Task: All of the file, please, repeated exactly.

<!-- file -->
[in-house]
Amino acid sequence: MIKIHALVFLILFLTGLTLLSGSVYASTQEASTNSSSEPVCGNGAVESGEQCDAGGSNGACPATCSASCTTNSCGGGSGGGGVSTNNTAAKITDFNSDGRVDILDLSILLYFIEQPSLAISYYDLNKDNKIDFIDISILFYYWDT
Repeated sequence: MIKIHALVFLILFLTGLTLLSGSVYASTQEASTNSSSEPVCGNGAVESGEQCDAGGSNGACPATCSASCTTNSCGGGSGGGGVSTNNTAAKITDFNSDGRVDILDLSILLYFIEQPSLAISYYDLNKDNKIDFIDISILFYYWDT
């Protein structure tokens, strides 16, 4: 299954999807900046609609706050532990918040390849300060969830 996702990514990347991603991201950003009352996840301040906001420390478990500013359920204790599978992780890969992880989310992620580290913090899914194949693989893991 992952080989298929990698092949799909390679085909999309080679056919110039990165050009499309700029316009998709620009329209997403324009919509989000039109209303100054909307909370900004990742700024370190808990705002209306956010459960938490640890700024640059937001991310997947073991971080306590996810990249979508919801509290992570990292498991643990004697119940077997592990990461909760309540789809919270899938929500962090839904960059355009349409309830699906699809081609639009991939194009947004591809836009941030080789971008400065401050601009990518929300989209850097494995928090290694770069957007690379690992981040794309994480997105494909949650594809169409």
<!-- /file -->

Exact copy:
[in-house]
Amino acid sequence: MIKIHALVFLILFLTGLTLLSGSVYASTQEASTNSSSEPVCGNGAVESGEQCDAGGSNGACPATCSASCTTNSCGGGSGGGGVSTNNTAAKITDFNSDGRVDILDLSILLYFIEQPSLAISYYDLNKDNKIDFIDISILFYYWDT
Repeated sequence: MIKIHALVFLILFLTGLTLLSGSVYASTQEASTNSSSEPVCGNGAVESGEQCDAGGSNGACPATCSASCTTNSCGGGSGGGGVSTNNTAAKITDFNSDGRVDILDLSILLYFIEQPSLAISYYDLNKDNKIDFIDISILFYYWDT
């Protein structure tokens, strides 16, 4: 299954999807900046609609706050532990918040390849300060969830 996702990514990347991603991201950003009352996840301040906001420390478990500013359920204790599978992780890969992880989310992620580290913090899914194949693989893991 992952080989298929990698092949799909390679085909999309080679056919110039990165050009499309700029316009998709620009329209997403324009919509989000039109209303100054909307909370900004990742700024370190808990705002209306956010459960938490640890700024640059937001991310997947073991971080306590996810990249979508919801509290992570990292498991643990004697119940077997592990990461909760309540789809919270899938929500962090839904960059355009349409309830699906699809081609639009991939194009947004591809836009941030080789971008400065401050601009990518929300989209850097494995928090290694770069957007690379690992981040794309994480997105494909949650594809169409």